Condors were sitting on fence posts waiting for thermals. They are such big birds!! After half an hour, the land was starting to heat up and the condors were in full flight, flying right above our heads! There were many hills, passes and curves which made for good riding. The land is quite dry, with lots of cacti. We saw cacti lined fences!

Cactus fence and unused railroad
We passed many vineyards, famous for growing pisco grapes. The bunches of grapes were so big! We stopped to take some photos. It wasn't long before some workers on an old Tractor and trailer pulled up and one of the guys was holding up grapes! They wanted to give us two huge bunches, but we only had room for one. We couldn't believe how sweet and juicy they were!! Thank you Chile!

Vineyards along the road enroute to Ovalle
We arrived in La Serena and sorted out a rear tire for Sammy from Tonino Motos. The weather was clear skies and around 25C. Distance travelled to date: 6581 km.

Sunday, December 26, 2010

Hot Chocolate

We left Puerto Varas Christmas morning. It was a good decision as there wasn't too much traffic. In the town it was nice to see Christmas trees decorated in front yards and parks with Santa's and trees too. It was strange seeing the Christmas trees, outside, with decorations... this would not happen back home, as everything would freeze! It was 12C, Lisa still needed her down jacket under her motorcycle jacket. By the afternoon it was warming up and the sun was shining... 20C.


Sammy getting a much needed wash for Christmas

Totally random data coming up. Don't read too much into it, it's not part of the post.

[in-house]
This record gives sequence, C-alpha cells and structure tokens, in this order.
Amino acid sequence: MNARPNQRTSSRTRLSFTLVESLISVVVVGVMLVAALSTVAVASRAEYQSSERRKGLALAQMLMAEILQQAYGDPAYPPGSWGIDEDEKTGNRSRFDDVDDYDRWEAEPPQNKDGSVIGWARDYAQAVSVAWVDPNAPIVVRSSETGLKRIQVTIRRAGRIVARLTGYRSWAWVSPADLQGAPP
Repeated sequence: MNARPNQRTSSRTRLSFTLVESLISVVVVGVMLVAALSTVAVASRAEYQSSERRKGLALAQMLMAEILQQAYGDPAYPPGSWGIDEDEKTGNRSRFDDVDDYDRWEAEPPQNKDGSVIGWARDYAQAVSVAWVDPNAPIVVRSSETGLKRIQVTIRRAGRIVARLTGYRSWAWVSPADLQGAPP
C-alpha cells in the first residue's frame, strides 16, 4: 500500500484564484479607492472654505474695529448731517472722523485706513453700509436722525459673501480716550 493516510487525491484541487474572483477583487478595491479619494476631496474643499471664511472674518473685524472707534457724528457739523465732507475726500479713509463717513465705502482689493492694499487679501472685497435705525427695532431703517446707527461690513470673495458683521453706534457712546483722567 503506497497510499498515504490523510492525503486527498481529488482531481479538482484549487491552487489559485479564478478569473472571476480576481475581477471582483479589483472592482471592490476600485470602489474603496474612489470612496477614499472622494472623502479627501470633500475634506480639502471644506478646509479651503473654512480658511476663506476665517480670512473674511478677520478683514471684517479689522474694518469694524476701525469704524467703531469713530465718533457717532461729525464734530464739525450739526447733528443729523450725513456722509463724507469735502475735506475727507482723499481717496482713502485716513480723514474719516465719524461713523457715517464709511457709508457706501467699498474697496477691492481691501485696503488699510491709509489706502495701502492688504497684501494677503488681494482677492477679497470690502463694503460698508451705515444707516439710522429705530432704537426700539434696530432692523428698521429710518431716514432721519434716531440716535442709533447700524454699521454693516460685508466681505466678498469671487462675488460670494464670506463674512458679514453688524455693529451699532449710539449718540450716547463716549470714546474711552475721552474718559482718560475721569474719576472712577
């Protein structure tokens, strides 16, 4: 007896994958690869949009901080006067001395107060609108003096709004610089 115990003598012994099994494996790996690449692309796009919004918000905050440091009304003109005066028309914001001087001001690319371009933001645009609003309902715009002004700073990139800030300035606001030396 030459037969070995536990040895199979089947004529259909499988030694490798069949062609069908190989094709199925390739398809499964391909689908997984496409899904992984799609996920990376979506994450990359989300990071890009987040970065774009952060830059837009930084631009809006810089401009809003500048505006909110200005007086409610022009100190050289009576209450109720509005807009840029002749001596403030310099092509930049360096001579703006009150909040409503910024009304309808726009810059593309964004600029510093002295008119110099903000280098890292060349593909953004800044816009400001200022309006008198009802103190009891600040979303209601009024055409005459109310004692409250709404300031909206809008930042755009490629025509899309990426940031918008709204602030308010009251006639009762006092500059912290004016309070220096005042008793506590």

Our Christmas cabin

Chile had changed since the last time we were here. The flowers along the roadside and in the fields are in full bloom, with colours of purple, pink, yellow, white and orange. The Andes and volcanoes highly visible against the clear skies. We decided to camp and headed to Curacautin. The rivers nearby were filled with children splashing and playing; enjoying the balmy Christmas in the water. The campsite was tidy, with lots of hard pine fencing and buildings. There was a lovely river rushing by, with fish jumping in the evening, taunting Lisa as she likes to fish but doesn't have a rod! We had the campsite to ourselves which was a bonus! There were only cold showers so we both opted out.

Views of Chilean countryside

The morning was damp, but the sun quickly dried out the tent. We spoke with Jaqueline on the way out, letting her know that the wild roses growing in the campsite are the Provincial flower for Alberta and pointed it out on our license plate. 


Enroute to our next destination, we noticed more and more touring motorcycles heading south and we waved and they returned the gesture. The air was cool, but by the afternoon, Lisa was almost passin out from heat. This has been the hottest day yet! Lisa, was still wearing her motorcycle pant liners and long sleeve wool icebreaker, found herself wanting to fall asleep on the back of the bike. A quick roadside stop at the next gas station and those liners and wool top came off! Two layers left for Lisa... it's a record!

We asked the attendant the temperature and he told us 35C!! No wonder why we were both suffering and searching for shade at every stop. How we both would of loved those cold showers now! We made it to Talca, by early evening and returned to a hostel that we had stayed at before. We unpacked the food, but there seemed to be this brown goo everywhere. Grif's chocolate bar had melted and leaked everywhere! Lisa offered to hop in the shower and take the tank pannier and back pack with her. Her offer was quickly taken. Too messy for photos!